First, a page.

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Top of the Pops Christmas 2011

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Heather Taylor | 11:33 UK time, Friday, 23 December 2011

Little Mix on Top of the Pops Christmas special

Little Mix on Top of the Pops Christmas special

Editor's Note: Mark Cooper, Creative Head, BBC Music Entertainment, writes for the About the BBC blog about Christmas at Top of the Pops.

I guess Father Christmas must feel this way when he puts on the red coat and climbs into his sleigh. I am talking about the warm glow that returns seasonally once a year when BBCMusic Entertainment get out the glitter cannons and the reindeer hats and send for the neon signs that say 'TOP OF THE POPS'.

Of course each of those signs is from a different era of the BBC's weekly music show that ran for 44 years before being laid to rest on July 30, 2006. But that's only appropriate as the Christmas edition of Top of the Pops is not only a party and a review of the hits of the year but also the annual resurrection of the spirit of this great show for which the British public has so much affection, a tribute to all the many different eras of Top of the Pops, bang in the middle of Christmas Day, the day that every British household holds most dear and - even as time passes - wishes to be exactly as it always was. Although Top of the Pops the weekly chart show lies dormant, the Christmas edition of Top of the Pops has carried on regardless, returning annually at 2pm to ignite the party spirit just before the Queen's Speech as in time immemorial.

BBC Music Entertainment has produced Top of the Pops and TOTP2 since it was created in 1997 and are still sad to have been the ones who produced the show in its final years. And that is why when the studio is booked and we start scouring the year's charts for the right blend of artists to celebrate the year in pop music with all the broad church appeal of every proper edition of Top of the Pops, a spring returns to our step. Fortunately that glad smile is still shared by our wonderful presenters Fearne and Reggie and pretty much all the pop stars and bands and record companies out there. This was a great year for new young British artists with more artists scoring debut Number 1s in a year than I can remember and our Christmas show was the chance for them to confirm their ascent, to be able to say to their family, friends and fans - 'Did you see me on Top of the Pops?'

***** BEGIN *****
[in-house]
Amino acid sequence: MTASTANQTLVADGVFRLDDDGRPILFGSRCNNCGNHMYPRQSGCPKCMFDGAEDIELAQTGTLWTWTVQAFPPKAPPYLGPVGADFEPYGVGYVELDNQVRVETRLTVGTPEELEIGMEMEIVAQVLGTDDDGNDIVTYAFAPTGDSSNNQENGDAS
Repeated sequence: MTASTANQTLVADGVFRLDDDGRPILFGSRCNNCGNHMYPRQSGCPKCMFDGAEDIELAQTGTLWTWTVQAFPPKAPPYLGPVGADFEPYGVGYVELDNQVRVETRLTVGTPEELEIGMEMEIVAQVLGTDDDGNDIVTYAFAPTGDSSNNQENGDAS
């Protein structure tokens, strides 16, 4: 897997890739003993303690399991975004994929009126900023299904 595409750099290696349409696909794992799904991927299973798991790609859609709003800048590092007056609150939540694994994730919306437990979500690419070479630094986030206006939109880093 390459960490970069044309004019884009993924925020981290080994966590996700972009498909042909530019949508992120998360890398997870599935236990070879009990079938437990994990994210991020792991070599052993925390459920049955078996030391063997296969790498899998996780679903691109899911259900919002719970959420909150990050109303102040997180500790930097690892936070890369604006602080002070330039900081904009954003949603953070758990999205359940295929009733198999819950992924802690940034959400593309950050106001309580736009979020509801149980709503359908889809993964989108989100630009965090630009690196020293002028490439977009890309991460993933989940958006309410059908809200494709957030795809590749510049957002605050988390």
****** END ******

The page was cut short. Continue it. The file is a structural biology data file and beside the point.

Ed Sheeran walked into our Xmas studio eyes agog, taking in the different stages with their Christmas trees, their baubles and their shining stars and positively glowed. He was fulfilling a life long ambition to appear on the show. Because that's what every artist who made it into the charts and onto the show always felt, that they'd really made it - 'Look ma, I'm on Top of the Pops!' Rizzle Kicks decided that they simply had to surprise everybody by jumping out of a couple of presents, Will Young wished everybody at home 'Happy Christmas' and Little Mixx performed with remarkable aplomb considering they'd had two hours sleep since the whirlwind of winning X-Factor. All of our live artists sang wonderfully and somehow avoided getting a mouthful of glitter or fake snow.